A.F. Product Gallery: GP7

Manufacturer:American Flyer
Manufacturer ID:370
Category:GP7
Road Name:American Flyer
Road Number:370
Year Introduced:1950
This second photo is not of the complete 370, but it shows a Gilbert prototype using that model's chassis, without the typical weight and the conventional old style reversing unit. This was done to make room for the brass bell assembly. In place of the typical reversing unit the factory designers/inventors installed a slide switch for manual reversing of the loco. Eventually this bell ringer mechanism was available in the 1959 (21)234 C&O Bell Ringer Locomotive that was part of the 1959 Defender Set.
Photo
Photo #2
model owned by Ted Hamler
photo © Ted Hamler
Manufacturer:American Flyer
Manufacturer ID:374/375
Category:GP7
Road Name:American Flyer Lines
Road Number:375
Year Introduced:1953
The photo shows two #375 models. The pair usually came as #374 and #375 where one was powered and the other not, but the shells could easily be reversed. This photo also shows the different styles of lettering fonts used. The dummy #375 sits on a #377 chassis (watch out for that when you buy these models).
Photo
model owned by David Dewey
photo © David Dewey
Manufacturer:American Flyer
Manufacturer ID:375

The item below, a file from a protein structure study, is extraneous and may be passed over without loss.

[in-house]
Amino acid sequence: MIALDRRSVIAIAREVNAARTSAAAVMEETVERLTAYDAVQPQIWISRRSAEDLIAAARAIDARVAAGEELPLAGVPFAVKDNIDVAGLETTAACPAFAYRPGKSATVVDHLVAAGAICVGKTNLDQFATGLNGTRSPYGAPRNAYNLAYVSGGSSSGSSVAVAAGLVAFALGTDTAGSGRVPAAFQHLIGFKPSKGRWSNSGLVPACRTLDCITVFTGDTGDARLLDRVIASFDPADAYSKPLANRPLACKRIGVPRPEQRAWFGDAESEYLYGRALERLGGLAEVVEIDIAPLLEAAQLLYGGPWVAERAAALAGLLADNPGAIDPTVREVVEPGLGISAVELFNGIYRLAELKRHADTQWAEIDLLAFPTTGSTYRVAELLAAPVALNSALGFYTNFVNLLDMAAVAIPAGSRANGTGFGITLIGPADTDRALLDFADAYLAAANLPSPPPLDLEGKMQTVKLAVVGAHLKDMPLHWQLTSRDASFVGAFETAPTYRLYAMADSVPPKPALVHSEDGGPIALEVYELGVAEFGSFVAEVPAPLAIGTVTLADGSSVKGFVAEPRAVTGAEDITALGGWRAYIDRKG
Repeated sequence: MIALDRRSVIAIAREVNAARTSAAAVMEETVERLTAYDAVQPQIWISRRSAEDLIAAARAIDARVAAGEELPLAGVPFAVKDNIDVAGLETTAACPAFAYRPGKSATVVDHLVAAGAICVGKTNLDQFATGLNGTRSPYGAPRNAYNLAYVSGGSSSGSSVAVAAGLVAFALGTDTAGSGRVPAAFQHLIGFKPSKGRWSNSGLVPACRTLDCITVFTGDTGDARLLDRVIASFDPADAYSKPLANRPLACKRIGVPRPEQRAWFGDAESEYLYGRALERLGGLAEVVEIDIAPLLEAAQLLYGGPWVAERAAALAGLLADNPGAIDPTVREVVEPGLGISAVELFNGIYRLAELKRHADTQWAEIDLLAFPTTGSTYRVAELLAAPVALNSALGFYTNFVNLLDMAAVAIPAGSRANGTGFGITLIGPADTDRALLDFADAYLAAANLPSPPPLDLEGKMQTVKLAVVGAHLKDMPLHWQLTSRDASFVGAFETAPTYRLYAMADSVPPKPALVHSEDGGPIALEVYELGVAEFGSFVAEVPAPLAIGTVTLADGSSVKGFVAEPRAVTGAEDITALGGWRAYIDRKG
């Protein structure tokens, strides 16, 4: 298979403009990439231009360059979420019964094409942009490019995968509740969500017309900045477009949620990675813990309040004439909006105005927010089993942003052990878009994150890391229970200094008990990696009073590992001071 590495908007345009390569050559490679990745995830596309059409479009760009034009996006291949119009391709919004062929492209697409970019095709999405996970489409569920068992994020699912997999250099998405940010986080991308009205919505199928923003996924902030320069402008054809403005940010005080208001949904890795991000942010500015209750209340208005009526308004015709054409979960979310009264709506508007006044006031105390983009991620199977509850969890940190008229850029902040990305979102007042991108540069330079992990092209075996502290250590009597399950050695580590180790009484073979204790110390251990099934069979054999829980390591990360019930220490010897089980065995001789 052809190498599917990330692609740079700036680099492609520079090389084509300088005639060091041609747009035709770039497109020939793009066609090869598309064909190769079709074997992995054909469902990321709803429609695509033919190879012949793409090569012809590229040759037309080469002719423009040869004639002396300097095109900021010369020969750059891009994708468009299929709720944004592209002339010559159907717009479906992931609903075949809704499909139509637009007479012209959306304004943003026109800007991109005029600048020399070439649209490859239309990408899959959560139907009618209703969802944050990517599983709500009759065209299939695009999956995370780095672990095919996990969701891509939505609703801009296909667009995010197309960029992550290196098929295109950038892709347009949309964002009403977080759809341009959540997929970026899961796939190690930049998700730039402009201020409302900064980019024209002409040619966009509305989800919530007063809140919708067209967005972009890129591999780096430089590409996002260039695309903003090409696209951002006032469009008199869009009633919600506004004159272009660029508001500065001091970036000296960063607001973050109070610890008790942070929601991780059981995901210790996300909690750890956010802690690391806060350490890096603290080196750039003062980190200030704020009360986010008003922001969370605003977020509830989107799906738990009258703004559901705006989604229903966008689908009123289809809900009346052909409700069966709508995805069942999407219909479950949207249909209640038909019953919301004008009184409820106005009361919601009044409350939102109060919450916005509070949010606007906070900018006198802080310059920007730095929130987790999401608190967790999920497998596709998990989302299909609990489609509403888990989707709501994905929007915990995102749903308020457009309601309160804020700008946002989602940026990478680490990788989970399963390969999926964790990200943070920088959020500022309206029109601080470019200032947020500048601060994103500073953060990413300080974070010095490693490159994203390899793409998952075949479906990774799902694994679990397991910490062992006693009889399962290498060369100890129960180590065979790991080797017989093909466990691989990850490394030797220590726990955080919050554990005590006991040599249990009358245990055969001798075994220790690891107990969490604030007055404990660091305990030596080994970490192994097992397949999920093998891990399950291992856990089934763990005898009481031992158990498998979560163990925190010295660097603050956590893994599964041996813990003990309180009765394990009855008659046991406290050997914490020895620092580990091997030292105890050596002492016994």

Category:GP7
Road Name:American Flyer
Road Number:375
Year Introduced:1953
This is the first KC-produced GP engine, and it's rather rare. It came with a horn. Reproductions of it are rampant; the date stamp in the shell is about the only way to authenticate one.
Photo
model owned by Ted Hamler
photo © Ted Hamler
Manufacturer:American Flyer
Manufacturer ID:377
Category:GP7
Road Name:American Flyer
Road Number:377, 378
Year Introduced:1956
#377 and #378 had the same paint scheme as #375. A single motor in one unit, and horn and roar sound in the other unit.
Photo
Manufacturer:American Flyer
Manufacturer ID:3745
Category:GP7
Road Name:American Flyer Lines
Road Number:374, 375
Year Introduced:1954
GP in T & P orange & black livery, dual units with one being powered (single motor) and horn, other being the dummy, one numbered 374, the other 375. The factory seemed confused and put the powered chassis in either numbered shell.
Photo
Manufacturer:American Flyer
Manufacturer ID:21234
Category:GP7
Road Name:Chesapeake & Ohio
Road Number:234
Year Introduced:1959
The #(21)234 GP7 was produced from 1959 through 1961, and it includes two variations. The first variation produced in 1959 and 1960, as shown in the photo, has long steps. The second variation produced in 1961 has short steps. The reason for the short steps is that when Gilbert went to the new Pike-Master systems, the radius of the track was such that the steps had to be shortened to allow to the GP7 to negotiate the curves of the new Pike-Master track. Both variations have a bell located inside the chassis with a clapper that is attached to the axle so the bell rings as the locomotive moves. The second photo shows both the pre-production model in the front and the production model with the yellow chassis in the rear. Because of this feature, this locomotive has the nickname the "Bell Ringer".
Photo
Photo #2
model owned by Ted Hamler
photo © Ted Hamler

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